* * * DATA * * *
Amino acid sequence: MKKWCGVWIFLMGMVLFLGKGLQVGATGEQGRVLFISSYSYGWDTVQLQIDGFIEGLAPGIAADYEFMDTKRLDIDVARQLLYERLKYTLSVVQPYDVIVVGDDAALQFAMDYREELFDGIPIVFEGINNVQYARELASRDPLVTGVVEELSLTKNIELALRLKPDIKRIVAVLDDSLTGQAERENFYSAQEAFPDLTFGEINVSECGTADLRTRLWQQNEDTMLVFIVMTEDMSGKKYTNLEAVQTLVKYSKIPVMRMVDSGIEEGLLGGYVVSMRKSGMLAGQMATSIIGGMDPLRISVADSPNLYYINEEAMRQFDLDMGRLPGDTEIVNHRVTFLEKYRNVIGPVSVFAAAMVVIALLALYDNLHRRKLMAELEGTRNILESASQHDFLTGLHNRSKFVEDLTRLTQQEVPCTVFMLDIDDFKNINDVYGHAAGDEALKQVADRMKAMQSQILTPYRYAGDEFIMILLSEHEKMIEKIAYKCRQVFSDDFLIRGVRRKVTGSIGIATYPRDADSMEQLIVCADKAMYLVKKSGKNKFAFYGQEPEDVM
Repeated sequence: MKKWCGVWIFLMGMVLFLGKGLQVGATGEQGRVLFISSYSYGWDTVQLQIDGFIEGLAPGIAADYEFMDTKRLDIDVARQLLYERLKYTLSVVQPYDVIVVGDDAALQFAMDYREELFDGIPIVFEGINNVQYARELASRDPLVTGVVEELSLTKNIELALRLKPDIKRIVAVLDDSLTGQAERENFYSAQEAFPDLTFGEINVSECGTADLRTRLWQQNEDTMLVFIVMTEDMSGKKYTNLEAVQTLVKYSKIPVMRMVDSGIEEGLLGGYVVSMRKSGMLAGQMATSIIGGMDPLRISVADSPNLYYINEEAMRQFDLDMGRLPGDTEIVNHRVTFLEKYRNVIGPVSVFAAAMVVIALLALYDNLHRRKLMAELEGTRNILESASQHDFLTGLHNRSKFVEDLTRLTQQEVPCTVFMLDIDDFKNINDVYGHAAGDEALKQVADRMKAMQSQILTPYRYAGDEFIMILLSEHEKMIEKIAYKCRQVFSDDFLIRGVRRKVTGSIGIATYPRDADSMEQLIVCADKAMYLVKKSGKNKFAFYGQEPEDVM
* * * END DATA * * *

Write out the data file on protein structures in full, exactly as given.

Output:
Amino acid sequence: MKKWCGVWIFLMGMVLFLGKGLQVGATGEQGRVLFISSYSYGWDTVQLQIDGFIEGLAPGIAADYEFMDTKRLDIDVARQLLYERLKYTLSVVQPYDVIVVGDDAALQFAMDYREELFDGIPIVFEGINNVQYARELASRDPLVTGVVEELSLTKNIELALRLKPDIKRIVAVLDDSLTGQAERENFYSAQEAFPDLTFGEINVSECGTADLRTRLWQQNEDTMLVFIVMTEDMSGKKYTNLEAVQTLVKYSKIPVMRMVDSGIEEGLLGGYVVSMRKSGMLAGQMATSIIGGMDPLRISVADSPNLYYINEEAMRQFDLDMGRLPGDTEIVNHRVTFLEKYRNVIGPVSVFAAAMVVIALLALYDNLHRRKLMAELEGTRNILESASQHDFLTGLHNRSKFVEDLTRLTQQEVPCTVFMLDIDDFKNINDVYGHAAGDEALKQVADRMKAMQSQILTPYRYAGDEFIMILLSEHEKMIEKIAYKCRQVFSDDFLIRGVRRKVTGSIGIATYPRDADSMEQLIVCADKAMYLVKKSGKNKFAFYGQEPEDVM
Repeated sequence: MKKWCGVWIFLMGMVLFLGKGLQVGATGEQGRVLFISSYSYGWDTVQLQIDGFIEGLAPGIAADYEFMDTKRLDIDVARQLLYERLKYTLSVVQPYDVIVVGDDAALQFAMDYREELFDGIPIVFEGINNVQYARELASRDPLVTGVVEELSLTKNIELALRLKPDIKRIVAVLDDSLTGQAERENFYSAQEAFPDLTFGEINVSECGTADLRTRLWQQNEDTMLVFIVMTEDMSGKKYTNLEAVQTLVKYSKIPVMRMVDSGIEEGLLGGYVVSMRKSGMLAGQMATSIIGGMDPLRISVADSPNLYYINEEAMRQFDLDMGRLPGDTEIVNHRVTFLEKYRNVIGPVSVFAAAMVVIALLALYDNLHRRKLMAELEGTRNILESASQHDFLTGLHNRSKFVEDLTRLTQQEVPCTVFMLDIDDFKNINDVYGHAAGDEALKQVADRMKAMQSQILTPYRYAGDEFIMILLSEHEKMIEKIAYKCRQVFSDDFLIRGVRRKVTGSIGIATYPRDADSMEQLIVCADKAMYLVKKSGKNKFAFYGQEPEDVM